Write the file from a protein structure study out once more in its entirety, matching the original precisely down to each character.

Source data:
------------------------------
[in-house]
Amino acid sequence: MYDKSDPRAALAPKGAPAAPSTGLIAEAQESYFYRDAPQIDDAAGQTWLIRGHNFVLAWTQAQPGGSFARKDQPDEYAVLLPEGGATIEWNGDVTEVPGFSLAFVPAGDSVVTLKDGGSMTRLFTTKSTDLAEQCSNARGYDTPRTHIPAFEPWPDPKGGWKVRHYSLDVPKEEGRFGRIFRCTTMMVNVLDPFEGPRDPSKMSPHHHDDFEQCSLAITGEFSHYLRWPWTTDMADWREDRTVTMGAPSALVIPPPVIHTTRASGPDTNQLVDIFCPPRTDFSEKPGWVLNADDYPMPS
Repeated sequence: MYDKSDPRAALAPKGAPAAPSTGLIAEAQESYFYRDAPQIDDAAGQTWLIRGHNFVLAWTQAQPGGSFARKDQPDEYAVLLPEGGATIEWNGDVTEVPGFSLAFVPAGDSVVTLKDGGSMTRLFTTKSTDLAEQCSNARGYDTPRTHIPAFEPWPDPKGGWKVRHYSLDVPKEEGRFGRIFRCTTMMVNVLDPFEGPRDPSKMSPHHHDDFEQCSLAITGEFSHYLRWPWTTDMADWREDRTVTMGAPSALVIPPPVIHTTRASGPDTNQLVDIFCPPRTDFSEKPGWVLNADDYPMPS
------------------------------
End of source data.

[in-house]
Amino acid sequence: MYDKSDPRAALAPKGAPAAPSTGLIAEAQESYFYRDAPQIDDAAGQTWLIRGHNFVLAWTQAQPGGSFARKDQPDEYAVLLPEGGATIEWNGDVTEVPGFSLAFVPAGDSVVTLKDGGSMTRLFTTKSTDLAEQCSNARGYDTPRTHIPAFEPWPDPKGGWKVRHYSLDVPKEEGRFGRIFRCTTMMVNVLDPFEGPRDPSKMSPHHHDDFEQCSLAITGEFSHYLRWPWTTDMADWREDRTVTMGAPSALVIPPPVIHTTRASGPDTNQLVDIFCPPRTDFSEKPGWVLNADDYPMPS
Repeated sequence: MYDKSDPRAALAPKGAPAAPSTGLIAEAQESYFYRDAPQIDDAAGQTWLIRGHNFVLAWTQAQPGGSFARKDQPDEYAVLLPEGGATIEWNGDVTEVPGFSLAFVPAGDSVVTLKDGGSMTRLFTTKSTDLAEQCSNARGYDTPRTHIPAFEPWPDPKGGWKVRHYSLDVPKEEGRFGRIFRCTTMMVNVLDPFEGPRDPSKMSPHHHDDFEQCSLAITGEFSHYLRWPWTTDMADWREDRTVTMGAPSALVIPPPVIHTTRASGPDTNQLVDIFCPPRTDFSEKPGWVLNADDYPMPS